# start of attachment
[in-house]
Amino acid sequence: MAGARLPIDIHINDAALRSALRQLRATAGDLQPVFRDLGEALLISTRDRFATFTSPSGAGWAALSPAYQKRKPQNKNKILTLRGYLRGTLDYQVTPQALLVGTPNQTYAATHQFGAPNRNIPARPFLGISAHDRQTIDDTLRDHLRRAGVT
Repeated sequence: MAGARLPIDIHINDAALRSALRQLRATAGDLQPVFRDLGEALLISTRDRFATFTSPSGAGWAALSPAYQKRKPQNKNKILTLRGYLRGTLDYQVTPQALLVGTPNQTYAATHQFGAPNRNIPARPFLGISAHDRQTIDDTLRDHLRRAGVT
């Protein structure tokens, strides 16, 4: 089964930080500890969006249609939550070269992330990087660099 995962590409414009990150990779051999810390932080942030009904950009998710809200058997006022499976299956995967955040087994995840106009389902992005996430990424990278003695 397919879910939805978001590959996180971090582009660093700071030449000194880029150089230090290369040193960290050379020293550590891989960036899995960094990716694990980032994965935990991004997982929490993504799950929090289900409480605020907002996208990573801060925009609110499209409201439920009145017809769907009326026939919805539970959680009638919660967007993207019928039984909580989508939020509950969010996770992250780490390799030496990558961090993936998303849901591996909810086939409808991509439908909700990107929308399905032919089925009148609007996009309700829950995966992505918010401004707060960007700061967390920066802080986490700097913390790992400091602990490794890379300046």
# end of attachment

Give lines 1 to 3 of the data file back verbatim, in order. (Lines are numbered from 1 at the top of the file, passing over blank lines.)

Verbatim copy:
[in-house]
Amino acid sequence: MAGARLPIDIHINDAALRSALRQLRATAGDLQPVFRDLGEALLISTRDRFATFTSPSGAGWAALSPAYQKRKPQNKNKILTLRGYLRGTLDYQVTPQALLVGTPNQTYAATHQFGAPNRNIPARPFLGISAHDRQTIDDTLRDHLRRAGVT
Repeated sequence: MAGARLPIDIHINDAALRSALRQLRATAGDLQPVFRDLGEALLISTRDRFATFTSPSGAGWAALSPAYQKRKPQNKNKILTLRGYLRGTLDYQVTPQALLVGTPNQTYAATHQFGAPNRNIPARPFLGISAHDRQTIDDTLRDHLRRAGVT